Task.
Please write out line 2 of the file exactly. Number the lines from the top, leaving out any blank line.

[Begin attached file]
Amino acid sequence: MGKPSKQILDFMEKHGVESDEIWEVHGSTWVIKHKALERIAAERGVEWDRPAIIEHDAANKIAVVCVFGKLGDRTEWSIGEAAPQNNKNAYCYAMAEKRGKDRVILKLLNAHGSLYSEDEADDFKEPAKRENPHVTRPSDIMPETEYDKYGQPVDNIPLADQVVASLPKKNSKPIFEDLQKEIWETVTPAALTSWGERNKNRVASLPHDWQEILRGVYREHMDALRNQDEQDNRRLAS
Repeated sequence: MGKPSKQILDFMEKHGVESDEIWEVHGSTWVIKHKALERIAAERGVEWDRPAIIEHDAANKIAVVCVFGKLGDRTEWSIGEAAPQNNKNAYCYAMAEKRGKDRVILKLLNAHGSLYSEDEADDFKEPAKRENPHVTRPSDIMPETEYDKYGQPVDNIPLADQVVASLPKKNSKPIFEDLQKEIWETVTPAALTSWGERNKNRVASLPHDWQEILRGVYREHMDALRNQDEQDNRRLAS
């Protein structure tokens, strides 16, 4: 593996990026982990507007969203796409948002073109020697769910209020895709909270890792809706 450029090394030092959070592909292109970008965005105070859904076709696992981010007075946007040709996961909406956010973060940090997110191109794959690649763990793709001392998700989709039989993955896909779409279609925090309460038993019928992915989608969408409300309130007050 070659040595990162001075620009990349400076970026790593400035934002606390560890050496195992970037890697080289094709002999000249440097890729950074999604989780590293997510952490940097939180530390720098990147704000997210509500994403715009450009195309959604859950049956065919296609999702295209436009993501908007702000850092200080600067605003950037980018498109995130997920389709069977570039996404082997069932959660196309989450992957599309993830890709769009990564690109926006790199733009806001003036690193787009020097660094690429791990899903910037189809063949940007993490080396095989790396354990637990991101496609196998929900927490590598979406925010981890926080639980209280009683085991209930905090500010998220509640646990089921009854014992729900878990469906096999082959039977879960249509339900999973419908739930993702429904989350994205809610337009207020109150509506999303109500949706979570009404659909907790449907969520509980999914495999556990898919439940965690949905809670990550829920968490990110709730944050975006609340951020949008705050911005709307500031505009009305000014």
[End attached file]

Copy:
Repeated sequence: MGKPSKQILDFMEKHGVESDEIWEVHGSTWVIKHKALERIAAERGVEWDRPAIIEHDAANKIAVVCVFGKLGDRTEWSIGEAAPQNNKNAYCYAMAEKRGKDRVILKLLNAHGSLYSEDEADDFKEPAKRENPHVTRPSDIMPETEYDKYGQPVDNIPLADQVVASLPKKNSKPIFEDLQKEIWETVTPAALTSWGERNKNRVASLPHDWQEILRGVYREHMDALRNQDEQDNRRLAS